During this time we also added an HR dept, which spent its time figuring out ways to fire people and attending sensitivity training. We’ve had three HR “managers”, all women, with extensive self-appointed HR industry qualifications, who began their jobs by speaking for the company to people who had been employed there for ten or twenty years.

    I don’t see much hope for the country or for the business world with these tails wagging the dogs and I’m glad to be shed of it.

  5. As someone who does still have to work in big corporate America, the whole metoo thing has only served to remind me of some very important rules that I absolutely will adhere to.

    1. I don’t stay late under any circumstances with a woman regardless of her position. My work can be done at home just as easily as in the office so somewhere between 5 and 6, I leave the office and if I need to do more work, I take my laptop home.

    2. Never, under any circumstances, will I be alone with a woman. Period. Full Stop.

    3. I will never, under any circumstances compliment a woman on her appearance or engage in any kind of personal conversation deeper than small talk (e.g. talking about my kids funny behavior is as personal as I’m willing to get).

    4. I avoid traveling with a woman. If I must travel, if possible I will take a separate flight and stay in a separate hotel. If we must travel by car, separate cars whenever possible. If there is an expectation that eat together, it will always be at a crowded restaurant (you know…the kind with multiple TVs playing whatever game happens to be on).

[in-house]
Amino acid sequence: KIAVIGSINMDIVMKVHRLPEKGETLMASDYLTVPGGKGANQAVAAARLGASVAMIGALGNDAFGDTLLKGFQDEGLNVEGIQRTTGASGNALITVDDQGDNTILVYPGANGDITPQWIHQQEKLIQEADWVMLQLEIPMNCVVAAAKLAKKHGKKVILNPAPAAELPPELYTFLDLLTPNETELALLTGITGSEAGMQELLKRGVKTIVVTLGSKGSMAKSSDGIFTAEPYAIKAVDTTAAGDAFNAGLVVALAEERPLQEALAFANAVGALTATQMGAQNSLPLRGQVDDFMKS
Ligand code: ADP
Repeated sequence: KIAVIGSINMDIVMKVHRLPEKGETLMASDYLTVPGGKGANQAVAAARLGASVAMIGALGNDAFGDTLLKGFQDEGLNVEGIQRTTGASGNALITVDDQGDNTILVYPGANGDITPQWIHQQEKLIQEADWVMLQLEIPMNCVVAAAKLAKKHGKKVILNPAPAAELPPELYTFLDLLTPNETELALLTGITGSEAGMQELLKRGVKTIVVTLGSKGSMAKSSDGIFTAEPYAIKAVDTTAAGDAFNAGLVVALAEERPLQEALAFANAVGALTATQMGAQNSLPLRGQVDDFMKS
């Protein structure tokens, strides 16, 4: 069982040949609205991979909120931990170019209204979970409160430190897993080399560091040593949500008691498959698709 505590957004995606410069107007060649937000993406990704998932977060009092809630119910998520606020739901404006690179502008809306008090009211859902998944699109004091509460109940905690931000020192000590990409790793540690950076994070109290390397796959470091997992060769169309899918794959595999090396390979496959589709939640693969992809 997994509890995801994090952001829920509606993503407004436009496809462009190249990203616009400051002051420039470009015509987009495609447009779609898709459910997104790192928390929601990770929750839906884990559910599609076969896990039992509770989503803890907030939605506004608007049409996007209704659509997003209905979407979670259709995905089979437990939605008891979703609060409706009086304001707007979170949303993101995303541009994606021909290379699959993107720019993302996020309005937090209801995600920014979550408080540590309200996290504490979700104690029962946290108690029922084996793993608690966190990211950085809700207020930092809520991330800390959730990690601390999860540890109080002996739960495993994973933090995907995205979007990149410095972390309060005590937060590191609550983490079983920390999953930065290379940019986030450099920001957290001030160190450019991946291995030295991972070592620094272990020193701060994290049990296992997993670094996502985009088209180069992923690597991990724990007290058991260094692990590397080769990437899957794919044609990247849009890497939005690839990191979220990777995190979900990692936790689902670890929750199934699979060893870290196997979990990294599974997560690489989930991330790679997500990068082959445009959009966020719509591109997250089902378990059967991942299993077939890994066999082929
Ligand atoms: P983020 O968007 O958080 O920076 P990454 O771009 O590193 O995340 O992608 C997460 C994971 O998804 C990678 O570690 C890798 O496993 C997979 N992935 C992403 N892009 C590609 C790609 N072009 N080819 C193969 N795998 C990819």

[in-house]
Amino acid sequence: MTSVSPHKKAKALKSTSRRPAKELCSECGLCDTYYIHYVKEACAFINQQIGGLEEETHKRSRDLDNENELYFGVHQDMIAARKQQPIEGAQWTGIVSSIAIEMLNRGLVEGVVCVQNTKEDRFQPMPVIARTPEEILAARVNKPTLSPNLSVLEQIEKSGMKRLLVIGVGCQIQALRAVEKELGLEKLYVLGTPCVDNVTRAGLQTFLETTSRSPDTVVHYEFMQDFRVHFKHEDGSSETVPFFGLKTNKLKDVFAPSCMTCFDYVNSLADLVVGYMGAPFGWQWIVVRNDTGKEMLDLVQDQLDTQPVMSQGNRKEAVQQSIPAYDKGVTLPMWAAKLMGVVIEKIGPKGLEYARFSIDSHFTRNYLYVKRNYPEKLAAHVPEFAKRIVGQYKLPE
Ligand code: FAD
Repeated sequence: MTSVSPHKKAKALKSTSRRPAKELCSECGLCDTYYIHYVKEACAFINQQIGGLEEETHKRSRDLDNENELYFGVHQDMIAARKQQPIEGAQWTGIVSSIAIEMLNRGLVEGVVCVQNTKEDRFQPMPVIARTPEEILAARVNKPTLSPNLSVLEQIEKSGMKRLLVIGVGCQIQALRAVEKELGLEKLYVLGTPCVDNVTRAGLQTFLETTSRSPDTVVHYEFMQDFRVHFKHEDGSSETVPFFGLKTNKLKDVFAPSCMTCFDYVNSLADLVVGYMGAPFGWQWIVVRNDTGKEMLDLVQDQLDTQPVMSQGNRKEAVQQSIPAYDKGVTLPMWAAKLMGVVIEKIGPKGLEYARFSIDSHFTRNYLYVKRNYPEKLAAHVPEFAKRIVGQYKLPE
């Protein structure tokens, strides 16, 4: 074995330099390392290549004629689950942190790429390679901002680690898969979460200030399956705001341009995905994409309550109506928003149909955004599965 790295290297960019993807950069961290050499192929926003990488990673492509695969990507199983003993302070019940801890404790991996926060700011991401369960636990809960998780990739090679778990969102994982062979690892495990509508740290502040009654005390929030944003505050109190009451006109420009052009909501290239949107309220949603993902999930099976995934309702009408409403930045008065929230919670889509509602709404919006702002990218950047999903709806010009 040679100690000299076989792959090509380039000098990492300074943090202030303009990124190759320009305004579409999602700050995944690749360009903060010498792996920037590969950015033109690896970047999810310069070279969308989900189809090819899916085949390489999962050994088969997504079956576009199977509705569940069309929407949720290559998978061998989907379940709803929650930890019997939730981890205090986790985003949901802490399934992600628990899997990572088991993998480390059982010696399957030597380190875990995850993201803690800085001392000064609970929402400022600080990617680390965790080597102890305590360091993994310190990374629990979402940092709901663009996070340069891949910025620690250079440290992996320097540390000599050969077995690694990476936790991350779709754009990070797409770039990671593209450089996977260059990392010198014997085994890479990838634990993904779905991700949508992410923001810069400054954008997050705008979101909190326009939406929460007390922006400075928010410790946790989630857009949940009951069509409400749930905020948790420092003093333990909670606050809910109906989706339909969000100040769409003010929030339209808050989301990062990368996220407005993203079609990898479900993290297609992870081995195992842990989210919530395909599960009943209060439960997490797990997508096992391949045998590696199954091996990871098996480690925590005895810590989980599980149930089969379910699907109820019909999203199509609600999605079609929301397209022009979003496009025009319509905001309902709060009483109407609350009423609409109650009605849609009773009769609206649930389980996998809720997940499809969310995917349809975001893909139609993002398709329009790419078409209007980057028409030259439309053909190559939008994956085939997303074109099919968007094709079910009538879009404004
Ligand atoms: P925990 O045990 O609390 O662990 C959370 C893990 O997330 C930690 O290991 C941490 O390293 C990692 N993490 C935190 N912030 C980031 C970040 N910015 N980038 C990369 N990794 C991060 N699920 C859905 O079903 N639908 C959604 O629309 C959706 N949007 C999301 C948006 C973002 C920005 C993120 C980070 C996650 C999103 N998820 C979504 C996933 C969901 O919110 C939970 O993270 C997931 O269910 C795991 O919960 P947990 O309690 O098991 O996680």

5. I will never initiate any kind of physical contact beyond a simple handshake. No hugs on the last day. No hands on the shoulder. No leaning in to point to something on a monitor.

    6. Despite being married, should the day ever come when I’m not, no office romance under any circumstances. Hell hath no fury like a woman’s scorn isn’t just some lovely bit of literature, it is a very real fact and the men who forget that ALWAYS pay.

    7. I prefer to avoid being supervised by or supervising women. I don’t even like mentoring women, but will do it in a pinch. My current supervisor is a woman, but she is actually someone worthy of respect, very competent, and dedicated to the three Ps for our team. Without exception all the other women that have supervised me have been gross incompetents promoted well past their ability.

    I know I come across to the women I work with as stand off-ish, but I don’t care. I am here to write code, not pander to their insecurities nor am I here to be their friend. If that limits my promotability, fine. I have neither the resources nor the desire to defend myself against any kind of sexual harassment or #metoo accusation. I have a wife I love dearly and I have no wish to give her reasons to worry about me while I’m at work. If that hurts the feelings of the women I work with…so be it.